Ohio University is open

Portion of West Union Street remains closed following multiple structure fire. More Information
 
Research Communications

How Southeast Ohio is becoming a hotspot for technology commercialization and entrepreneurs 

(This article appeared in the Autumn/Winter 2012 issue of Ohio University's Perspectives magazine.)

By Karen Sottosanti and Andrea Gibson

Kyle Perkins could relocate to the West Coast and join a major video game design company, but he’s stayed in Athens, Ohio, and launched his own digital media firm. His company, Lightborne Lore, already has released one game, Cracked, and is getting ready to unveil a demo of an ambitious visual novel for mobile phones in November. The alumnus of Ohio University’s media arts and studies program has assembled a creative team of current and former students who write the stories and musical score, design the graphics, program the code, and market the products.

Perkins, a native of Maineville near Cincinnati, says the choice was easy to stay in Southeast Ohio: “There are great people here, and I don’t really want to leave,” he says. “The cost of living is low, and a lot of people at the university are excited to help in any way they can.”

He’s among a growing number of entrepreneurs—from faculty and student inventors to regional business professionals—who have been supported by the entrepreneurial ecosystem at Ohio University and in Athens. Here in the traditionally underserved region of Appalachia, those with an idea or invention who want to be their own bosses and grow their own companies are finding it easier than ever to do so.

Over the past decade, with a boost from the state of Ohio’s Third Frontier program, longtime university programs that support faculty research, technology commercialization, and business startups have partnered with government entities and private venture capital firms to create a pipeline for new high-tech companies in the region.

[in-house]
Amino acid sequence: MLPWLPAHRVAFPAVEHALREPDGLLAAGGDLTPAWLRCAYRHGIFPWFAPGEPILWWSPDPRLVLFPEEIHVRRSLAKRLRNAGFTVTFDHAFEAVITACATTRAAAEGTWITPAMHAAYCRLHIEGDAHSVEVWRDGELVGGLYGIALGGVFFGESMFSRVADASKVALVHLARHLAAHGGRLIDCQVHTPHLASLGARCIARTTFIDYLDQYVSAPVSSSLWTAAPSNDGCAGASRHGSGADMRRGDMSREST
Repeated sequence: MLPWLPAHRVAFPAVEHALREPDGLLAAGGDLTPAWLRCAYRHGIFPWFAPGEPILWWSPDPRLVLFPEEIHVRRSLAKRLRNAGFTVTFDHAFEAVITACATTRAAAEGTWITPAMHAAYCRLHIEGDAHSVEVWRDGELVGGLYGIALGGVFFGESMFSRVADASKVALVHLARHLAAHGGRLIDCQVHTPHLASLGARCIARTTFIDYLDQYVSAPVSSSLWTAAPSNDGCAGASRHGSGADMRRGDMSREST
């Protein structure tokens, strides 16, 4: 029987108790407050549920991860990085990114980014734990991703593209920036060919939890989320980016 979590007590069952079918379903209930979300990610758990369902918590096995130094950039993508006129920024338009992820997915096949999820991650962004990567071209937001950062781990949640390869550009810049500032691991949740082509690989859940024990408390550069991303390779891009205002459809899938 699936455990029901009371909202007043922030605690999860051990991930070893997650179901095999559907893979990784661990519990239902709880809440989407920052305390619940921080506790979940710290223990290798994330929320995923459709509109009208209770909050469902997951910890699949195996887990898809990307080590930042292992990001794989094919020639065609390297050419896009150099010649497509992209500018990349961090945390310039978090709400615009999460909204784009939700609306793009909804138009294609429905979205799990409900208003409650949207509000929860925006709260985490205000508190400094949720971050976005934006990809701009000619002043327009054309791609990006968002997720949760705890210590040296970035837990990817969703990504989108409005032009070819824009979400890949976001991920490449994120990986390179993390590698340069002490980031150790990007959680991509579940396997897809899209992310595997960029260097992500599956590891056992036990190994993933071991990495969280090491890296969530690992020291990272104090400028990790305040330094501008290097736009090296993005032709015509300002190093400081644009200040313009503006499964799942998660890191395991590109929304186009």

EntrepreneurEcosystem-cover_LR
Illustration by Christina Ullman.

Have a business idea? The ecosystem can provide help with developing a business plan, gauging a market for the product, patenting and protecting intellectual property, providing seed money and investments, connecting entrepreneurs with seasoned business advisors, setting them up with office or laboratory space, offering networking, and finally connecting them to advanced sources of funding such as angel funds or venture capital firms that can boost a startup into the bigger leagues of business. 

(Click to view a graphic that explains how the ecosystem works.)

Though that path from cool idea to thriving business with clients and a payroll may be well known in the business community, until recently, the support network to make it happen didn’t exist in Southeast Ohio. And while many major research universities boast technology commercialization programs to take faculty inventions from the lab to the marketplace, and also may sponsor business incubators, few universities are home to all of the pieces of the entrepreneurial ecosystem.

The system is paying off. TechGROWTH Ohio, an entrepreneurial support program supported by Third Frontier funding to Ohio University and several regional public and private sector partners, reports that for every $1 of state money spent to date, entrepreneurs have been able to leverage more than $10 in support from outside funding sources to grow their businesses in Southeast Ohio. As of June 2012, that translates into $110 million that’s flowed into the region since the program launched five years ago.

TechGROWTH reports that it’s assisted more than 420 business clients, about 80 percent of which come from outside of Ohio University, says John Glazer, director of the program. Examples include a Marietta company that’s developed a lightweight blind for hunters, as well as an Athens firm that plans to manufacture a new medical device that can help those with hearing loss and tinnitus (persistent ringing in the ears). Third Sun Solar, a solar panel installation firm founded by Ohio University alums, recently graduated from the Innovation Center, the university’s small business incubator. They’ve moved to new headquarters in the city of Athens, where they employ 22 people. For the last four years, they’ve made the Inc. 5000 list of the top startups to watch in the United States.